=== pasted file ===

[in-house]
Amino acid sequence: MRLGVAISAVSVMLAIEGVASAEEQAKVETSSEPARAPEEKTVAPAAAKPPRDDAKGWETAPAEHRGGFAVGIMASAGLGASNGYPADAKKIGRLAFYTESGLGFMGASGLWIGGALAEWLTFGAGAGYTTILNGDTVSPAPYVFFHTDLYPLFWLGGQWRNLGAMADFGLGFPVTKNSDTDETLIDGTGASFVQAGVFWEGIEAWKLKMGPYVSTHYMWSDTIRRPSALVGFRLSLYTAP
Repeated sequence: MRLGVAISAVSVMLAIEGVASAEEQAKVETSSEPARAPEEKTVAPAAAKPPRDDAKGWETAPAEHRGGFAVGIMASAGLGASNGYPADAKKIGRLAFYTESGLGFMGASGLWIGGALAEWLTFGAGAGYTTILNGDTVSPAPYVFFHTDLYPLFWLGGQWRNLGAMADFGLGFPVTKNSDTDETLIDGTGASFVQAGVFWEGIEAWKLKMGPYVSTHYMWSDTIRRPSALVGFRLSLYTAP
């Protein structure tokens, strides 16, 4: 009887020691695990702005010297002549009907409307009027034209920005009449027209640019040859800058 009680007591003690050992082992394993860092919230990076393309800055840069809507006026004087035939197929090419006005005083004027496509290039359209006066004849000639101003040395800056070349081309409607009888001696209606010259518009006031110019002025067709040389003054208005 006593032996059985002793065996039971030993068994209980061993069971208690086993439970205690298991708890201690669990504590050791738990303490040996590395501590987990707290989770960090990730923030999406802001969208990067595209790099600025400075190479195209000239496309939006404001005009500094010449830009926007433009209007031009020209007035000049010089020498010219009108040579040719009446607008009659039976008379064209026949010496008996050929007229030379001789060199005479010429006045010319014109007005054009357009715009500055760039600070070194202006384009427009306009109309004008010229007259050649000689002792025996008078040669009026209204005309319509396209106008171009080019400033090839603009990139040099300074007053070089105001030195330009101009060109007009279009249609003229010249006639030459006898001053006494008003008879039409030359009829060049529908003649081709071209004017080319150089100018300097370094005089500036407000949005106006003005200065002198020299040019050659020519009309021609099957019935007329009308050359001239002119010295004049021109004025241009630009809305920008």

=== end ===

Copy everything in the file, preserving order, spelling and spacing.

[in-house]
Amino acid sequence: MRLGVAISAVSVMLAIEGVASAEEQAKVETSSEPARAPEEKTVAPAAAKPPRDDAKGWETAPAEHRGGFAVGIMASAGLGASNGYPADAKKIGRLAFYTESGLGFMGASGLWIGGALAEWLTFGAGAGYTTILNGDTVSPAPYVFFHTDLYPLFWLGGQWRNLGAMADFGLGFPVTKNSDTDETLIDGTGASFVQAGVFWEGIEAWKLKMGPYVSTHYMWSDTIRRPSALVGFRLSLYTAP
Repeated sequence: MRLGVAISAVSVMLAIEGVASAEEQAKVETSSEPARAPEEKTVAPAAAKPPRDDAKGWETAPAEHRGGFAVGIMASAGLGASNGYPADAKKIGRLAFYTESGLGFMGASGLWIGGALAEWLTFGAGAGYTTILNGDTVSPAPYVFFHTDLYPLFWLGGQWRNLGAMADFGLGFPVTKNSDTDETLIDGTGASFVQAGVFWEGIEAWKLKMGPYVSTHYMWSDTIRRPSALVGFRLSLYTAP
């Protein structure tokens, strides 16, 4: 009887020691695990702005010297002549009907409307009027034209920005009449027209640019040859800058 009680007591003690050992082992394993860092919230990076393309800055840069809507006026004087035939197929090419006005005083004027496509290039359209006066004849000639101003040395800056070349081309409607009888001696209606010259518009006031110019002025067709040389003054208005 006593032996059985002793065996039971030993068994209980061993069971208690086993439970205690298991708890201690669990504590050791738990303490040996590395501590987990707290989770960090990730923030999406802001969208990067595209790099600025400075190479195209000239496309939006404001005009500094010449830009926007433009209007031009020209007035000049010089020498010219009108040579040719009446607008009659039976008379064209026949010496008996050929007229030379001789060199005479010429006045010319014109007005054009357009715009500055760039600070070194202006384009427009306009109309004008010229007259050649000689002792025996008078040669009026209204005309319509396209106008171009080019400033090839603009990139040099300074007053070089105001030195330009101009060109007009279009249609003229010249006639030459006898001053006494008003008879039409030359009829060049529908003649081709071209004017080319150089100018300097370094005089500036407000949005106006003005200065002198020299040019050659020519009309021609099957019935007329009308050359001239002119010295004049021109004025241009630009809305920008």